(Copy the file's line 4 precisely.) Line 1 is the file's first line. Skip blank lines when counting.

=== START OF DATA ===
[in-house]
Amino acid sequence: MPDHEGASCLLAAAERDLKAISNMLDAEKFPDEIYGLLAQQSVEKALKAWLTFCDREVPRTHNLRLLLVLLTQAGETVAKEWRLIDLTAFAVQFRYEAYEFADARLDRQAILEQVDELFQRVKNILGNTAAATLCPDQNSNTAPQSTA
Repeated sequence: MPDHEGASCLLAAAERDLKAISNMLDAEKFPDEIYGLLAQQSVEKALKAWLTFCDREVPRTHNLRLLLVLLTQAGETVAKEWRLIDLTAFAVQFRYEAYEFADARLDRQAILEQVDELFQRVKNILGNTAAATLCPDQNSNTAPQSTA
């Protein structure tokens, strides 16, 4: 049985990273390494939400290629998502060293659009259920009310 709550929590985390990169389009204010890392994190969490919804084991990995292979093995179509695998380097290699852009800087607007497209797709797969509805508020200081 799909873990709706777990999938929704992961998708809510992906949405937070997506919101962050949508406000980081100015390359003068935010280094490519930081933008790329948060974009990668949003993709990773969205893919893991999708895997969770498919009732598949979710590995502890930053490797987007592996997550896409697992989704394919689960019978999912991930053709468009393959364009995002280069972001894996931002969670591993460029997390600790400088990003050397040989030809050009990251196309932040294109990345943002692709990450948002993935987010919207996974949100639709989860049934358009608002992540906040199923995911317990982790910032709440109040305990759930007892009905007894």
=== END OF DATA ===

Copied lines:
């Protein structure tokens, strides 16, 4: 049985990273390494939400290629998502060293659009259920009310 709550929590985390990169389009204010890392994190969490919804084991990995292979093995179509695998380097290699852009800087607007497209797709797969509805508020200081 799909873990709706777990999938929704992961998708809510992906949405937070997506919101962050949508406000980081100015390359003068935010280094490519930081933008790329948060974009990668949003993709990773969205893919893991999708895997969770498919009732598949979710590995502890930053490797987007592996997550896409697992989704394919689960019978999912991930053709468009393959364009995002280069972001894996931002969670591993460029997390600790400088990003050397040989030809050009990251196309932040294109990345943002692709990450948002993935987010919207996974949100639709989860049934358009608002992540906040199923995911317990982790910032709440109040305990759930007892009905007894």